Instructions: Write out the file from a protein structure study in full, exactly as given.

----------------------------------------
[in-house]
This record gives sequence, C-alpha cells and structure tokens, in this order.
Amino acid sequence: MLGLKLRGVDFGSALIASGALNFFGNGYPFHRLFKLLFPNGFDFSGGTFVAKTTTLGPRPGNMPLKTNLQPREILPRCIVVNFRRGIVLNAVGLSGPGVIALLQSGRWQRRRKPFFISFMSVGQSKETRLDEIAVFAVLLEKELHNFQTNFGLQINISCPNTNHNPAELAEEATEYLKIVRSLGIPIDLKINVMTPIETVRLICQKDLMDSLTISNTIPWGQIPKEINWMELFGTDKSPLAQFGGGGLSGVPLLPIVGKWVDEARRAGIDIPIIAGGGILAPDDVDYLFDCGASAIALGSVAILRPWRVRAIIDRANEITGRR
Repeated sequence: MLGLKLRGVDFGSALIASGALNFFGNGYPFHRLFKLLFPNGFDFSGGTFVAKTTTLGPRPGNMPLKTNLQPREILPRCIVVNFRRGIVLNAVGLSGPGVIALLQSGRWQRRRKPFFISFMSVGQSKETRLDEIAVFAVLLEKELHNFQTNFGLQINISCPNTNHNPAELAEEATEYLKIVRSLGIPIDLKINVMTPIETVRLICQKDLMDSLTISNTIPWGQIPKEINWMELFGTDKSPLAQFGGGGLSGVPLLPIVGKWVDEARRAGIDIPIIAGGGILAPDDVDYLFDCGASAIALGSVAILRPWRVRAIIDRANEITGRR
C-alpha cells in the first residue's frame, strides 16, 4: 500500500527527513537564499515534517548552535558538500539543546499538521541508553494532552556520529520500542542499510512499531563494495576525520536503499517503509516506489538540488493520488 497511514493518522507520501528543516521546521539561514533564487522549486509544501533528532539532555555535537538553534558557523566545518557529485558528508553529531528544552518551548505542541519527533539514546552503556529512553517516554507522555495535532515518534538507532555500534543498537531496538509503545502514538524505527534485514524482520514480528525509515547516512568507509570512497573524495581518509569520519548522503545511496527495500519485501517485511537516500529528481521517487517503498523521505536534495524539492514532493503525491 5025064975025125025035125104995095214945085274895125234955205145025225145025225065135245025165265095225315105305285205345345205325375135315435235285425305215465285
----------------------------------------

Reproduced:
[in-house]
This record gives sequence, C-alpha cells and structure tokens, in this order.
Amino acid sequence: MLGLKLRGVDFGSALIASGALNFFGNGYPFHRLFKLLFPNGFDFSGGTFVAKTTTLGPRPGNMPLKTNLQPREILPRCIVVNFRRGIVLNAVGLSGPGVIALLQSGRWQRRRKPFFISFMSVGQSKETRLDEIAVFAVLLEKELHNFQTNFGLQINISCPNTNHNPAELAEEATEYLKIVRSLGIPIDLKINVMTPIETVRLICQKDLMDSLTISNTIPWGQIPKEINWMELFGTDKSPLAQFGGGGLSGVPLLPIVGKWVDEARRAGIDIPIIAGGGILAPDDVDYLFDCGASAIALGSVAILRPWRVRAIIDRANEITGRR
Repeated sequence: MLGLKLRGVDFGSALIASGALNFFGNGYPFHRLFKLLFPNGFDFSGGTFVAKTTTLGPRPGNMPLKTNLQPREILPRCIVVNFRRGIVLNAVGLSGPGVIALLQSGRWQRRRKPFFISFMSVGQSKETRLDEIAVFAVLLEKELHNFQTNFGLQINISCPNTNHNPAELAEEATEYLKIVRSLGIPIDLKINVMTPIETVRLICQKDLMDSLTISNTIPWGQIPKEINWMELFGTDKSPLAQFGGGGLSGVPLLPIVGKWVDEARRAGIDIPIIAGGGILAPDDVDYLFDCGASAIALGSVAILRPWRVRAIIDRANEITGRR
C-alpha cells in the first residue's frame, strides 16, 4: 500500500527527513537564499515534517548552535558538500539543546499538521541508553494532552556520529520500542542499510512499531563494495576525520536503499517503509516506489538540488493520488 497511514493518522507520501528543516521546521539561514533564487522549486509544501533528532539532555555535537538553534558557523566545518557529485558528508553529531528544552518551548505542541519527533539514546552503556529512553517516554507522555495535532515518534538507532555500534543498537531496538509503545502514538524505527534485514524482520514480528525509515547516512568507509570512497573524495581518509569520519548522503545511496527495500519485501517485511537516500529528481521517487517503498523521505536534495524539492514532493503525491 5025064975025125025035125104995095214945085274895125234955205145025225145025225065135245025165265095225315105305285205345345205325375135315435235285425305215465285